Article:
Data Scape Limited, a non-practicing entity based in Ireland, has recently filed a wave of patent infringement lawsuits in the United States and Germany against leading technology companies including Amazon, Apple, Box, Citrix, Dell, Dropbox, Pandora, Spotify and others. Data Scape is suing these companies over their respective cloud-based data storage and synchronization services based on a portfolio of patents originally owned by Sony dating back to the late 1990s. Sony assigned the portfolio to Data Scape on March 3, 2017, and one family of patents in the portfolio, with priority stemming from a Japanese patent application filed in 1999, now includes at least 30 related patent applications, issued patents, and abandoned applications from countries around the world including the US, Korea, Europe, and China (see patent family tree in the graphic).
In the last few months, Data Scape has asserted up to eight U.S. patents from the total portfolio, including six patents in the 1999 family (highlighted in red), in 19 cases in the US. Interestingly, unlike most high-volume NPE campaigns, Data Scape has also sued several companies in Germany alleging infringement of two European patents from the family. Launching international patent litigation out of the gate certainly raises the stakes, and leaves one to wonder whether Data Scape has a deep pockets litigation funder. Or perhaps Sony has some sort of revenue sharing agreement with Data Scape, given that for years Sony has engaged in a range of patent monetization and profiteering strategies (e.g., InterTrust, Intellectual Ventures, media patent pools, etc.).
In the US, Data Scape has filed cases in five different jurisdictions: (1) Western District of Texas (defendants Box, Dell, Dropbox, Verizon), (2) District of Colorado (defendants F5 Networks, Amazon), (3) Eastern District of Texas (defendants Dell, SAP, Fujitsu, PFU (EMEA)), (4) Central District of California (defendants Western Digital, Apple, Citrix, Spotify, Pandora Media, Teradata), and (5) Eastern District of California (defendant Barracuda)). In its Complaints in the US lawsuits, Data Scape has asserted infringement by defendants based on syncing data (e.g., documents, music files, etc.) across servers and between multiple devices. In particular, Data Scape alleges infringement of cloud-based or datacenter services such as Box services (Platform, for Business, for Individuals & Teams, Sync, Drive), Dropbox Business, a multitude of Amazon products and devices (e.g., Amazon Kindle, Amazon Photo, Amazon Drive, Amazon Prime Music, Kindle, Amazon servers, etc.), F5’s BIG-IP software and hardware, and Apple iCloud, just to name a few. In Europe, it appears that three separate cases have been filed before the Düsseldorf Regional Court against Apple, Amazon, and Spotify. In the case against Spotify, only the German patent corresponding to EP2752851 appears to be asserted, while both the German patents corresponding to EP2752851 and EP2755152 appear to be asserted against Apple and Amazon.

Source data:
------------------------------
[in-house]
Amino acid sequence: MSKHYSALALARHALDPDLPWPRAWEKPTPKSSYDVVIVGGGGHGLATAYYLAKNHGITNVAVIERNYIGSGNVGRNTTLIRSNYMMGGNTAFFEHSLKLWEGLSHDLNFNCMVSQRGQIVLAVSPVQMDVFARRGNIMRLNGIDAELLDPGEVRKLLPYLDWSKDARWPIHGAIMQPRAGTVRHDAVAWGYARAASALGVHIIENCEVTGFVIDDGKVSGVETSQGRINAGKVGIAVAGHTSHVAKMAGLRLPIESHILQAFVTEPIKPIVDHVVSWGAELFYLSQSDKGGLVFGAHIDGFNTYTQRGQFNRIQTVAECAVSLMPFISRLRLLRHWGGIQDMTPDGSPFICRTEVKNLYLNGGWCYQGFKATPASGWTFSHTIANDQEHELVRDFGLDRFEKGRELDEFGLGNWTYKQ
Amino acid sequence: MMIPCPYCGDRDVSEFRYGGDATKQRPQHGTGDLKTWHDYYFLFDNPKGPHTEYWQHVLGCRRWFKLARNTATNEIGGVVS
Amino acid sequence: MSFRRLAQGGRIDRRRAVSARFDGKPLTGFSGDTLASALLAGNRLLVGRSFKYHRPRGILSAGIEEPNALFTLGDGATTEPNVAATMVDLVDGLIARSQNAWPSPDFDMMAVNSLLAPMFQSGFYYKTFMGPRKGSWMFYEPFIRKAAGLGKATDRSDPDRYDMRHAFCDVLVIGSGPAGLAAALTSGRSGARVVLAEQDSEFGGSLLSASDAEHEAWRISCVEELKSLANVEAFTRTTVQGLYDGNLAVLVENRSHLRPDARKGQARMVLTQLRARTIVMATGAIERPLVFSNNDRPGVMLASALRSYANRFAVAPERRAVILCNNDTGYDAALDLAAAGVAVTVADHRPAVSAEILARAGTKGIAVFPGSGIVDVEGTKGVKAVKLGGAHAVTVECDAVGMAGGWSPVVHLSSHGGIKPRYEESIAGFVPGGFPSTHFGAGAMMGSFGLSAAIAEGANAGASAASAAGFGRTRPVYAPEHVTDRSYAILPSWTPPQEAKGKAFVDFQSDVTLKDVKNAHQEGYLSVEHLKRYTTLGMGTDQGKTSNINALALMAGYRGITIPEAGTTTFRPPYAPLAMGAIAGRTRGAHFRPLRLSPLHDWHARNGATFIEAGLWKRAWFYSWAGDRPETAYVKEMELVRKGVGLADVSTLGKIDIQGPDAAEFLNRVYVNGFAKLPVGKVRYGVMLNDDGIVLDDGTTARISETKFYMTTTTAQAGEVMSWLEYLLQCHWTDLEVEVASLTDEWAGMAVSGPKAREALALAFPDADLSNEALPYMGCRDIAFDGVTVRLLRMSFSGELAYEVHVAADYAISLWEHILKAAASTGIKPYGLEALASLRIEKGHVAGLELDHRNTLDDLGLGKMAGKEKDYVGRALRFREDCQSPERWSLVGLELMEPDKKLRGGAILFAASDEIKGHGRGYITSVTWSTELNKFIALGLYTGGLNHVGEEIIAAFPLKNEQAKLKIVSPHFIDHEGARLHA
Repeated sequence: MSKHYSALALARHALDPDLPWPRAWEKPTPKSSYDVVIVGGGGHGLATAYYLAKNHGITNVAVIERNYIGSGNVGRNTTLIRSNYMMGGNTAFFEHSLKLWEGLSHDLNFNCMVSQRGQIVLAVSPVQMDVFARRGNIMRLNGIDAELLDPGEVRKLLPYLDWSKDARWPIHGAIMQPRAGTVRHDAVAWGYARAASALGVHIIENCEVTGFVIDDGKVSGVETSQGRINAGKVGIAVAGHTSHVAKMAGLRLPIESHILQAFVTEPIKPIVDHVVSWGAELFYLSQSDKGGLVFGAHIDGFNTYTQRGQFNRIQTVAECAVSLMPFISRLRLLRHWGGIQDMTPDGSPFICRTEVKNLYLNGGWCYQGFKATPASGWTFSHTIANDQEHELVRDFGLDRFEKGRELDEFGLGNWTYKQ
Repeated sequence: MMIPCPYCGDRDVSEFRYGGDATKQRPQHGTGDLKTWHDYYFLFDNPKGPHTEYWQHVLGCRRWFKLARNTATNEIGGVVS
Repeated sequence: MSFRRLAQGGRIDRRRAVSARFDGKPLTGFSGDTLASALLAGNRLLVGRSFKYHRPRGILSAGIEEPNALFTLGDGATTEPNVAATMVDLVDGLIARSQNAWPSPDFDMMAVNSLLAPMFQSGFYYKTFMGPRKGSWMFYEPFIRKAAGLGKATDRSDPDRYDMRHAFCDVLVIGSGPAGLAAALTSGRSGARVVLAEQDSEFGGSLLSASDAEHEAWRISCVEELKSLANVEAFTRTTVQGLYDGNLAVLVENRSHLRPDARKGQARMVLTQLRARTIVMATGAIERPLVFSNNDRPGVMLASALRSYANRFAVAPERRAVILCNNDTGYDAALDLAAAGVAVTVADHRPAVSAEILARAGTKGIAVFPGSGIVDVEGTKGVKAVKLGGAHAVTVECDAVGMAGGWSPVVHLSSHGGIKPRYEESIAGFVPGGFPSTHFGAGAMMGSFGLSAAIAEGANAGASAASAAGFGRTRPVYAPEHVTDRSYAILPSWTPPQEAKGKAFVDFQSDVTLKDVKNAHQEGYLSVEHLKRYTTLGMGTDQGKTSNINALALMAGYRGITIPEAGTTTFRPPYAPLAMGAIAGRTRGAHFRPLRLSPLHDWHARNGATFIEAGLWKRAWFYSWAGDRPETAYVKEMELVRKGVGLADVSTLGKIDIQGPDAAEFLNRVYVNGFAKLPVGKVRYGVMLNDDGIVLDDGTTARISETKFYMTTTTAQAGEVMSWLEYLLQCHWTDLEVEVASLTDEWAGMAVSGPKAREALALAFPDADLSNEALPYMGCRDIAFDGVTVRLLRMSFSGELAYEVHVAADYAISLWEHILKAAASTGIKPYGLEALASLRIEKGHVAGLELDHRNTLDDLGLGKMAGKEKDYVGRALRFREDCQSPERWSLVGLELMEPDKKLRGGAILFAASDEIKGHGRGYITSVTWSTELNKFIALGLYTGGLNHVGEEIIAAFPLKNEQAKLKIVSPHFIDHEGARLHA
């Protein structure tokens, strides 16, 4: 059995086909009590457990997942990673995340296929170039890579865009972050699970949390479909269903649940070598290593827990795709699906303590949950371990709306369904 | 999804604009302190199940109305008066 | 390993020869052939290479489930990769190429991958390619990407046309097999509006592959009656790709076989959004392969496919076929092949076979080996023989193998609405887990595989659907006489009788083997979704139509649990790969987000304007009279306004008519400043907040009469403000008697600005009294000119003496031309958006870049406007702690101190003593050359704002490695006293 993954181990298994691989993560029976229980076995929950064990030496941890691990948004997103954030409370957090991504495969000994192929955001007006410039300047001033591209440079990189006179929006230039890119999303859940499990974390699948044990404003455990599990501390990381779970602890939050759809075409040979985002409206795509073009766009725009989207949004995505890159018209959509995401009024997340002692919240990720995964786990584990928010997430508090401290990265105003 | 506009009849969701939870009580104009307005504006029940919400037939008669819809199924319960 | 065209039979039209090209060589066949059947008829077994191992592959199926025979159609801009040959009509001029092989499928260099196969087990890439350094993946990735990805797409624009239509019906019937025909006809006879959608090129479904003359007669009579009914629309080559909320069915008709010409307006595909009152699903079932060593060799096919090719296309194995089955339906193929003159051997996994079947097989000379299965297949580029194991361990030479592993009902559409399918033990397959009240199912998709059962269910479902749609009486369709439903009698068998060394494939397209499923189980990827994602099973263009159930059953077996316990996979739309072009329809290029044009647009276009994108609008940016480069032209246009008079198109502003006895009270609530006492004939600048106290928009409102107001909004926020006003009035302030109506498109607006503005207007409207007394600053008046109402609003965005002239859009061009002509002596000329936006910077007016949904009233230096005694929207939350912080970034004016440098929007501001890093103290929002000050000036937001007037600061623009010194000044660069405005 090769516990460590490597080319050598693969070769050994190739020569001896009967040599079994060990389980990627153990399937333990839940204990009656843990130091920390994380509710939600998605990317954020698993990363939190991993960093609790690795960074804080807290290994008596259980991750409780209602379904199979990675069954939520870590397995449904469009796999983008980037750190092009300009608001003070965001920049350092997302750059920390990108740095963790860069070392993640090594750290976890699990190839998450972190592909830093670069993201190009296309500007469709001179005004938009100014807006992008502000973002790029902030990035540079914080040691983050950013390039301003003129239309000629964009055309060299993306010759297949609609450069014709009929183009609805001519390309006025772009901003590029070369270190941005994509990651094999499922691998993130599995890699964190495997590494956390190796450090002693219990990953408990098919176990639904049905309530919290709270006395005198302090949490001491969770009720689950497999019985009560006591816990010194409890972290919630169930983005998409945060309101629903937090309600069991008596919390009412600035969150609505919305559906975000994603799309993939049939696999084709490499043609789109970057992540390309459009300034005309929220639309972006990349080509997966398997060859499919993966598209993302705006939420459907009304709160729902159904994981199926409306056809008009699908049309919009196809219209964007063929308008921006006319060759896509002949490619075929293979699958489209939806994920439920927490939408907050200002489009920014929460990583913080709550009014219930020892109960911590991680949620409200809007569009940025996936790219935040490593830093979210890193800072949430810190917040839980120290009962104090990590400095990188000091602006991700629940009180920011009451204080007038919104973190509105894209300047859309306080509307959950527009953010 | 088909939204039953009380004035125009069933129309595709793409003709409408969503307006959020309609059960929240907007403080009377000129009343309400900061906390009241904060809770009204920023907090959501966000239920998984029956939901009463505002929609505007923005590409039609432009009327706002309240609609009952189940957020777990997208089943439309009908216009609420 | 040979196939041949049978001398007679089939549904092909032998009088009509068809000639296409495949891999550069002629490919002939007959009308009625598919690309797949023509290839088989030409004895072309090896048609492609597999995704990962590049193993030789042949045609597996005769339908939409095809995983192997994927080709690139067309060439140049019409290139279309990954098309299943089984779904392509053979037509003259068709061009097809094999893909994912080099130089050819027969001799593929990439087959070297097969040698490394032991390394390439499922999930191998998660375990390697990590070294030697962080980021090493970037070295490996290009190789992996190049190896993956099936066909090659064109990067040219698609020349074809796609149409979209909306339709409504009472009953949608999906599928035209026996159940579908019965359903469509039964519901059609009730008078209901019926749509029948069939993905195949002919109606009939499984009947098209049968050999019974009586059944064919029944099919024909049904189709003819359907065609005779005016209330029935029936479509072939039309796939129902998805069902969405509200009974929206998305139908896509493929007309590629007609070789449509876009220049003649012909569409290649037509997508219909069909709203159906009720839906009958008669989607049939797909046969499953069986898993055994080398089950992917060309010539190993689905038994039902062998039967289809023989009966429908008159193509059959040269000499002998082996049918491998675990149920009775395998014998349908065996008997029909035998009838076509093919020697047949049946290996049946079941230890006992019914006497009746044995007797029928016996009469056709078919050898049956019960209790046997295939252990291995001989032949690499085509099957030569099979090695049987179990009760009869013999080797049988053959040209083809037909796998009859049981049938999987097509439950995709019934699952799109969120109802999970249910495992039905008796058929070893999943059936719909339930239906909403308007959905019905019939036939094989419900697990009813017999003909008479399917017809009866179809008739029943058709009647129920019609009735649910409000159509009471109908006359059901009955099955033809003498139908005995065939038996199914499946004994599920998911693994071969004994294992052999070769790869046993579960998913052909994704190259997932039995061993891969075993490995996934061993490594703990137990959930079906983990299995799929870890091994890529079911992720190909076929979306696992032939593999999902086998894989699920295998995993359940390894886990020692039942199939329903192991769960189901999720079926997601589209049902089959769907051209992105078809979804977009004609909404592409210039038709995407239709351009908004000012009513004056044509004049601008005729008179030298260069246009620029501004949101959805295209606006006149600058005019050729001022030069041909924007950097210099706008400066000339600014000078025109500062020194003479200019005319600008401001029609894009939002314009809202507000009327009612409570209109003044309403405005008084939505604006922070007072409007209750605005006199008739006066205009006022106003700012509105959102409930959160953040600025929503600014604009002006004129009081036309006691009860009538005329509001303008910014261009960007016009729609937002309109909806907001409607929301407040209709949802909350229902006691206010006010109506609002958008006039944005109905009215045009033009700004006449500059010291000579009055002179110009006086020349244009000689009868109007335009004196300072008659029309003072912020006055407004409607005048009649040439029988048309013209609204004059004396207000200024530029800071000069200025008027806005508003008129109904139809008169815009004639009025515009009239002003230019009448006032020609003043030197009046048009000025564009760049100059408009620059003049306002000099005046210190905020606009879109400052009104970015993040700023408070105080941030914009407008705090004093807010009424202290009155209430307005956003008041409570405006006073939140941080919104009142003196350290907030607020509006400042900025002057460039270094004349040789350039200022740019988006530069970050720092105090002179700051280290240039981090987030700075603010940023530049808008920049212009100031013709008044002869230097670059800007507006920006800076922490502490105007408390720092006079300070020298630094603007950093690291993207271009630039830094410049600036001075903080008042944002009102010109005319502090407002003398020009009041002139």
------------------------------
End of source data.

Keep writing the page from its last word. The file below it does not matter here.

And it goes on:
This patent litigation campaign showcases the type of litigation abuse that technology companies have decried for years. All of the Data Scape patents describe technology for (just wait for it… a blast from the past) ripping audio tracks from CDs to hard disk drives. Yep, that’s right – CD ripping. Does anyone even do that anymore? There’s no question that ripping CDs is far, far afield from modern cloud-based file sharing/syncing and data center replication technologies (which did not even exist when the first Sony Japanese patent was filed). And yet Sony, and now Data Scape, has amassed a huge worldwide portfolio on CD ripping with new patents still issuing today, with patent term extensions into 2023. Such extensions enable more lawsuits and potentially more patent royalties by stretching the boundaries of these patents to try to bolster cases against cloud-based defendants. Just take a look at one of the earlier issued US patents in the family, US 7617537, as a prime example. As if that’s not enough, Data Scape has several pending patent applications (rendered in orange in the family tree graphic). With the trend in directed prosecution to draft continuation applications that read on existing products, Data Scape will surely look to further contort the boundaries of its patent portfolio to add to its roster of litigation defendants.
Unless Data Scape is looking to settle on the cheap (which seems unlikely in light of the German patent strikes) it will be interesting to see how these cases unfold. For example, it is quite possible that some of litigants will seek a Multidistrict Litigation (MDL) order to consolidate the US cases into one jurisdiction. And it seems certain that, with the relatively new restrictions on venue, some defendants will seek a dismissal and transfer to another district court. For example, while both Amazon and F5 Networks were sued by Data Scape in Colorado, both are headquartered in Washington State, so a Motion to Transfer Venue to the Western District of Washington seems likely. Also, expect several IPRs to be filed with the Patent Trial and Appeal Board seeking to invalidate the Data Scape patents. Some defendants may file IPRs on their own, or turn to Unified Patents to do so.
Contributing Author: Bart Eppenauer